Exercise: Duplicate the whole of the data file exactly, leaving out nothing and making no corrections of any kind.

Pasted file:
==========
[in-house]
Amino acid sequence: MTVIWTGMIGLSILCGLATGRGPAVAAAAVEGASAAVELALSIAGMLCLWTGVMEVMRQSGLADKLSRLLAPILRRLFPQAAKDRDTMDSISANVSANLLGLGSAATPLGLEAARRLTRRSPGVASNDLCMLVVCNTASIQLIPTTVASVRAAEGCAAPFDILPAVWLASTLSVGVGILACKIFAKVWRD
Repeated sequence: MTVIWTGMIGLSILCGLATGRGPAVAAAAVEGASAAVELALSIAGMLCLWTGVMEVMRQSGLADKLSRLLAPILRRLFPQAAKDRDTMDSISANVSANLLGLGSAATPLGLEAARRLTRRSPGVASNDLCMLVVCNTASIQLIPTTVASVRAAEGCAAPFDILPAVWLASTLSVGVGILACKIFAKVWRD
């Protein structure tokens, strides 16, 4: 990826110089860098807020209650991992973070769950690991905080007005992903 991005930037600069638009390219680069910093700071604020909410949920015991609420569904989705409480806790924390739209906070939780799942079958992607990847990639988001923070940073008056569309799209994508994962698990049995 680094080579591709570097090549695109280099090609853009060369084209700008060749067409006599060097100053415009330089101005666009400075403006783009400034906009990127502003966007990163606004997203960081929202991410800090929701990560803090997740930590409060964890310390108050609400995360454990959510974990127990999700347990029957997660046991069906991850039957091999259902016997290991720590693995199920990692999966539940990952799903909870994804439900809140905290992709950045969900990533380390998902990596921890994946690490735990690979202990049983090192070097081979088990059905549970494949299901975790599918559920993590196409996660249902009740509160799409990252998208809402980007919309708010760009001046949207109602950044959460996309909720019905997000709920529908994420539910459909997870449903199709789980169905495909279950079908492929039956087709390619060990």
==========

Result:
[in-house]
Amino acid sequence: MTVIWTGMIGLSILCGLATGRGPAVAAAAVEGASAAVELALSIAGMLCLWTGVMEVMRQSGLADKLSRLLAPILRRLFPQAAKDRDTMDSISANVSANLLGLGSAATPLGLEAARRLTRRSPGVASNDLCMLVVCNTASIQLIPTTVASVRAAEGCAAPFDILPAVWLASTLSVGVGILACKIFAKVWRD
Repeated sequence: MTVIWTGMIGLSILCGLATGRGPAVAAAAVEGASAAVELALSIAGMLCLWTGVMEVMRQSGLADKLSRLLAPILRRLFPQAAKDRDTMDSISANVSANLLGLGSAATPLGLEAARRLTRRSPGVASNDLCMLVVCNTASIQLIPTTVASVRAAEGCAAPFDILPAVWLASTLSVGVGILACKIFAKVWRD
């Protein structure tokens, strides 16, 4: 990826110089860098807020209650991992973070769950690991905080007005992903 991005930037600069638009390219680069910093700071604020909410949920015991609420569904989705409480806790924390739209906070939780799942079958992607990847990639988001923070940073008056569309799209994508994962698990049995 680094080579591709570097090549695109280099090609853009060369084209700008060749067409006599060097100053415009330089101005666009400075403006783009400034906009990127502003966007990163606004997203960081929202991410800090929701990560803090997740930590409060964890310390108050609400995360454990959510974990127990999700347990029957997660046991069906991850039957091999259902016997290991720590693995199920990692999966539940990952799903909870994804439900809140905290992709950045969900990533380390998902990596921890994946690490735990690979202990049983090192070097081979088990059905549970494949299901975790599918559920993590196409996660249902009740509160799409990252998208809402980007919309708010760009001046949207109602950044959460996309909720019905997000709920529908994420539910459909997870449903199709789980169905495909279950079908492929039956087709390619060990």